Tax Increment Financing (TIF) is a way for certain districts to use property tax revenue to fund new development. It works by separating taxable value into base and increment values, so that revenue from the base value continues to go to the regular taxing jurisdiction, but as taxes increase over the years, that growth—the increment—go to the TIF to pay for development activities within the TIF district.
The development of TIF districts is authorized by 7-15-4282, MCA.
Tax Increment Financing may be used to pay for a variety of development activities within the TIF district including:
- land acquisition;
- demolition and removal of structures;
- relocation of occupants;
- infrastructure costs;
- construction of publicly owned buildings and improvements;
- administration of urban renewal activities; and
- payment of bonds issued to fund such costs.
(See 7-15-4288, MCA for more details)
Upon expiration of the TIF, the increment is released back to the local governments and the state. State and local governments use the released increment as newly taxable property for 15-10-420, MCA purposes. Schools treat the released increment as an increase in their tax base and adjust their mill levies accordingly.
TIF districts expire on the the 15th year following its adoption, or upon the full payment of all bonds for which tax increment revenue have been pledged, whichever is later. TIFs may extend their expiration date by securing bonds that pledge post-15th-anniversary-increment as repayment. No term extensions are allowed for bonds secured after the 15th anniversary of tax increment provisions. For example, if a TIF was authorized January 1, 2000, it has until January 1, 2015 (its 15th anniversary) to pass bonds secured by future increment to extend the expiration date. Additional bonds may be passed after the 15th anniversary but these would not extend the life of a TIF.
Due Dates for Local Governments
- August 1
- Local governments must notify the department of the name of the proposed TIF district, its contact person, its desired base year, and a preliminary legal description. This must be accompanied by a map illustrating the proposed boundaries of the district if the local government wants the department to provide them with a list of the affected real property, separately assessed improvements, and personal and centrally assessed properties within the district.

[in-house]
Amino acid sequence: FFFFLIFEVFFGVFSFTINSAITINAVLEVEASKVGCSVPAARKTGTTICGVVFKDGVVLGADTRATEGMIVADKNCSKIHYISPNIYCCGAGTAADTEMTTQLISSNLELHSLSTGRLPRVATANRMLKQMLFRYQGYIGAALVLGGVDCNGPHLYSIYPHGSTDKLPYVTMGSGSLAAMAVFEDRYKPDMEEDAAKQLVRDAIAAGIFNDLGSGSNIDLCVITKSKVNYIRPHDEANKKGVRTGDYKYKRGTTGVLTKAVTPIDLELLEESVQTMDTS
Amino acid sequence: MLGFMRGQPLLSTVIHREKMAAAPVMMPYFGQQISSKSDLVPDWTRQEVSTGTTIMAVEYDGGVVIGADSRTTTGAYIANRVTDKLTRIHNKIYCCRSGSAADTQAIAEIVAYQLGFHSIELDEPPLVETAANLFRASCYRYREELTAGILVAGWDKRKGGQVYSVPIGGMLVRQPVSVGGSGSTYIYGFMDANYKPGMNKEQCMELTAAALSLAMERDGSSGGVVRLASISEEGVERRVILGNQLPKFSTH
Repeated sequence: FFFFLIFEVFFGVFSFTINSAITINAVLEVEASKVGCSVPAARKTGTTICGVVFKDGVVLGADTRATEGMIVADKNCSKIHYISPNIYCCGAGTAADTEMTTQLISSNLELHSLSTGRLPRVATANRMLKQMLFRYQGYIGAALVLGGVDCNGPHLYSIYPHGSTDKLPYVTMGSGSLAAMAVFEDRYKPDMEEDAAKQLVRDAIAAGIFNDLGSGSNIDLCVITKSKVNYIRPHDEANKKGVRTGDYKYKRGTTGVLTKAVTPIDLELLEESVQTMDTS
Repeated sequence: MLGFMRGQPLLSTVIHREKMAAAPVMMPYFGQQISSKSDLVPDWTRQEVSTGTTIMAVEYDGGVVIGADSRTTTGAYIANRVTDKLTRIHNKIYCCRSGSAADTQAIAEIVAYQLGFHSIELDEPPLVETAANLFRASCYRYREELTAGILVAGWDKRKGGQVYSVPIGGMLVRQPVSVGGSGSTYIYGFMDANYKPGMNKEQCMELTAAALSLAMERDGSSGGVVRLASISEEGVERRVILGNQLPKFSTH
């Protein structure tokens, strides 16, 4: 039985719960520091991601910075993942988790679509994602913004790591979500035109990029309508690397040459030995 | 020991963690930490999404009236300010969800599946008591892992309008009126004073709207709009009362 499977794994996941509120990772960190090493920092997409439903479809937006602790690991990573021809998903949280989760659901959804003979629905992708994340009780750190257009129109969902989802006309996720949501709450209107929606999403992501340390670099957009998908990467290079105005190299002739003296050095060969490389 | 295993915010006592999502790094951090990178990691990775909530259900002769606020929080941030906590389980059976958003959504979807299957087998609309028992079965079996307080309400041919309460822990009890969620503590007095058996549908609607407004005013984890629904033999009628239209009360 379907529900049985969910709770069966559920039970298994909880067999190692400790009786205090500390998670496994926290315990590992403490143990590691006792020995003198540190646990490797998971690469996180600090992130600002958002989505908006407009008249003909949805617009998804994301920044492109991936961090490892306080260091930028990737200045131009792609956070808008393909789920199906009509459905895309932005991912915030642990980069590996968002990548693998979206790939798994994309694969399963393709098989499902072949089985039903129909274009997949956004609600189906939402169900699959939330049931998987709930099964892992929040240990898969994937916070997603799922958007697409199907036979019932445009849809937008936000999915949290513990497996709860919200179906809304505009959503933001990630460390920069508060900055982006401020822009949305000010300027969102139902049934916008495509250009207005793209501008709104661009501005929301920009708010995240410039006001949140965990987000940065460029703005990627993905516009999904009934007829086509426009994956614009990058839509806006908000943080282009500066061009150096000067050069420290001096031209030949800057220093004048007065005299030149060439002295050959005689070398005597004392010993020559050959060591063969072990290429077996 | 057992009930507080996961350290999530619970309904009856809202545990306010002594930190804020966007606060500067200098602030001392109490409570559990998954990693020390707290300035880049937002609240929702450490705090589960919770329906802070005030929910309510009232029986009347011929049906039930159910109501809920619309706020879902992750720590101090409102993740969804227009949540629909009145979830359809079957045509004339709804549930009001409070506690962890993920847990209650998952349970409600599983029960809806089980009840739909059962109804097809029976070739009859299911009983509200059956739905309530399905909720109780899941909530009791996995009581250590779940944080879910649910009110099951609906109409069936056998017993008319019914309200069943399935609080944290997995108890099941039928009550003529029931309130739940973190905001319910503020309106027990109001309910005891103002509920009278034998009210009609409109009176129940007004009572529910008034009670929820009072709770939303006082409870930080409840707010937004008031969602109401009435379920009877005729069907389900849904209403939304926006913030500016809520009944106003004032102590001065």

- December 1
- Local governments must notify the department of the name of the proposed TIF district, its contact person, its desired base year and a preliminary legal description. This must be accompanied by a map illustrating the proposed boundaries of the district if the local government does not need the department to provide them with a list of the affected real property, separately assessed improvements, and personal and centrally assessed properties within the district.
- February 1st
- Local governments must submit formal notification and supporting documentation for the creation or amendment of any TIF district on or before February 1 of the calendar year following the creation or amendment of the district. The required supporting documentation can be found in ARM 42.19.1403 for an Urban Renewal District (URD) and in ARM 42.19.1404 for a Targeted Economic Development District (TEDD).
General questions regarding TIF districts can be directed to:
Recommended TIF District Setup in a County System
A Tax Increment Finance district is always set up as one or more distinct levy districts.
The department recommends setting up TIF districts through a process similar to applying a special district flat fee. Calculate the base and increment percentage for the district as a whole and then apply the base or increment percentage globally to all of the records in the affected TIF levy districts.
Administering the TIF in this way would avoid tax bills with negative increments. It would also ensure that all properties within the TIF district contribute proportionally to the TIF fund.